Difference between Vector and Raster Graphics
Both Vector and raster graphics are widely used nowadays in production of the digital photos, logos, and other digital images. Differences between Vector and Raster graphics are essential to know for the GATE 2023 exam as well. The complete list of the differences is shown below:
Key Differences between Vector and Raster Graphics
|The Raster image is produced with pixels.||The vector image is produced with curves and lines.|
|The raster graphics are cheaper than the vector graphic.||The vector graphics are costlier than the raster graphics.|
|The size of the raster graphic is bigger than then vector graphic.||The size is small hence occupies the lesser space.|
|The scan conversion of the end points into pixels is done.||For vector graphics, scan conversion is not done.|
|Pixel approximation is done for formation of the curves and complex shapes.||Smooth lines and curves are produces without use of approximation.|
|.GIF, .JPG, .BMP, .TIF extensions are produced.||.SVG, .EPS, .AI, .DXF, .PDF extensions are produces|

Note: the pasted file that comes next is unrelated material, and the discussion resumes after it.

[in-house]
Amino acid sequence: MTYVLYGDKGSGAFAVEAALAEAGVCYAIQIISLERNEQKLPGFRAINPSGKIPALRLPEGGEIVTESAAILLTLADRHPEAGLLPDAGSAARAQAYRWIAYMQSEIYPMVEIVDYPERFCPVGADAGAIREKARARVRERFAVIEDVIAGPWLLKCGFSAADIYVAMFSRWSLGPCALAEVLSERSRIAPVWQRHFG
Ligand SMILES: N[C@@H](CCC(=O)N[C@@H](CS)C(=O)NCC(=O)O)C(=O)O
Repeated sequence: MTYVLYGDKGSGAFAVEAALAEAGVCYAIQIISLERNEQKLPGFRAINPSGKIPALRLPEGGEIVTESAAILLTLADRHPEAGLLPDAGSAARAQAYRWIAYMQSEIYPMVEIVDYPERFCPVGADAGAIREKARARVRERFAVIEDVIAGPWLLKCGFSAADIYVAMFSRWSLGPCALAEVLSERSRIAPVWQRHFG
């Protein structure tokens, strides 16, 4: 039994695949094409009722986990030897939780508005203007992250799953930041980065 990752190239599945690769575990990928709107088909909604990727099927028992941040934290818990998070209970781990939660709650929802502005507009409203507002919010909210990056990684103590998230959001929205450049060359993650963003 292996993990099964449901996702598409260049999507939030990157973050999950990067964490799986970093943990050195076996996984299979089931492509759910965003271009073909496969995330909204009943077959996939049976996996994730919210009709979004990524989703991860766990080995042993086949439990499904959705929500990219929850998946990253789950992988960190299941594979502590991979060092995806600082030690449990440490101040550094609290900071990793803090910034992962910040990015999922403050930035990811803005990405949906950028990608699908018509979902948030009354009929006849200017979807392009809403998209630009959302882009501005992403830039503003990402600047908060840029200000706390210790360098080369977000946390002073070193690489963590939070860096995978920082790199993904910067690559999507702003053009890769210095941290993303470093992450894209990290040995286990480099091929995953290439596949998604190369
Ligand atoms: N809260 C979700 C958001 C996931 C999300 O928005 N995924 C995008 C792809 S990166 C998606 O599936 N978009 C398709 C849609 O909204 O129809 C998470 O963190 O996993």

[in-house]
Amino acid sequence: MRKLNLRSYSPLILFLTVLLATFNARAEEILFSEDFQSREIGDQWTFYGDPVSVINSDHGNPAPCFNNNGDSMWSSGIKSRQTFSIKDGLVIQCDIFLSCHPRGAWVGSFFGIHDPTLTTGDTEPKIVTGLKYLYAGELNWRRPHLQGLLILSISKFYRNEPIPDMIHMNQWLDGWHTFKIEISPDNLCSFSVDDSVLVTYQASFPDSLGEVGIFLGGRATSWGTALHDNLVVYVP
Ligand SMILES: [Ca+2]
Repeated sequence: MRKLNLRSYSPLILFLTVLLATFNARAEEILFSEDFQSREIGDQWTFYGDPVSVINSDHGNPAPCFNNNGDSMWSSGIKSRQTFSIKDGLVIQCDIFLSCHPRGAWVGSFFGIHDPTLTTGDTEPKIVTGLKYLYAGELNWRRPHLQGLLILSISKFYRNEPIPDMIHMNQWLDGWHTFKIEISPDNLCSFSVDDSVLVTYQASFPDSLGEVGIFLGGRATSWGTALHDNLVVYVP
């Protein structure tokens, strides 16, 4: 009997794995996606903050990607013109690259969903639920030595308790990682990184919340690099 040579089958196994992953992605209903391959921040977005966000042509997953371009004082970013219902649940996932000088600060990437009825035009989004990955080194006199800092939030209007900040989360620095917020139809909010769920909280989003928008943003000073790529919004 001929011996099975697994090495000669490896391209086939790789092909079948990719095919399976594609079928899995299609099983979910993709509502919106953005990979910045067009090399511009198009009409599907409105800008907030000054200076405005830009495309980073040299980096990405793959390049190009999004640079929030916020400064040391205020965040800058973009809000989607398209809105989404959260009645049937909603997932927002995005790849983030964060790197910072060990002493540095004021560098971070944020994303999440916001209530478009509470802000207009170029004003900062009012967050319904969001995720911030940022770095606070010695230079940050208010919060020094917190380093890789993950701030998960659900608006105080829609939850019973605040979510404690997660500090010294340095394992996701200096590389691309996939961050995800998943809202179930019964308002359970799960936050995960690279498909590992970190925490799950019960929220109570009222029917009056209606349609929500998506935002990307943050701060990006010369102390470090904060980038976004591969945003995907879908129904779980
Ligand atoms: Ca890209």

What is Raster Graphic?
Raster graphics are built from pixels. They are used to store information. The number of pixels present in the image defines the quality of the image. It is directly proportional to the quality of the image. The bitmap will store the information. For example, a 3072 x 2048 image will carry 6.29 megapixels.
The raster graphics are essential for the GATE CSE syllabus. The raster graphics are used to define 2D pictures. The raster images are ideally used in creating digital images as they are easily compressed and edited.
What is a Vector Graphics?
Unlike raster graphics, vector graphics carry mathematically defined lines. Mathematical formulae define these lines and their shape. The important quality of vector images is that they retain their quality irrespective of the size of the image.
Vector graphics are the best suitable graphic choice when solid colours are used. The colour gradient is not achieved in these as in the raster graphics. The images in vector graphics are formed by mathematical lines, sometimes known as wireframes.